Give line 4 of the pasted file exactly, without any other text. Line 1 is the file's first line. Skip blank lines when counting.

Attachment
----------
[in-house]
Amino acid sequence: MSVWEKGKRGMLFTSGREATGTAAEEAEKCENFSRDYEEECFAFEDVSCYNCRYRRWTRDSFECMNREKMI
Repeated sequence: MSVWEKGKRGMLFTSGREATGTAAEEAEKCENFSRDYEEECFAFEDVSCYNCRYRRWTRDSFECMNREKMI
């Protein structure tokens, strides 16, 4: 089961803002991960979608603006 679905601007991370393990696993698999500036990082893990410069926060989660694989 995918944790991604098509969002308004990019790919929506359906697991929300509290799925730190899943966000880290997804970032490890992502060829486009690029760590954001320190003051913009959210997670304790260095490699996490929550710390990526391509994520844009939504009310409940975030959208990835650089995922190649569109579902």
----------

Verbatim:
């Protein structure tokens, strides 16, 4: 089961803002991960979608603006 679905601007991370393990696993698999500036990082893990410069926060989660694989 995918944790991604098509969002308004990019790919929506359906697991929300509290799925730190899943966000880290997804970032490890992502060829486009690029760590954001320190003051913009959210997670304790260095490699996490929550710390990526391509994520844009939504009310409940975030959208990835650089995922190649569109579902």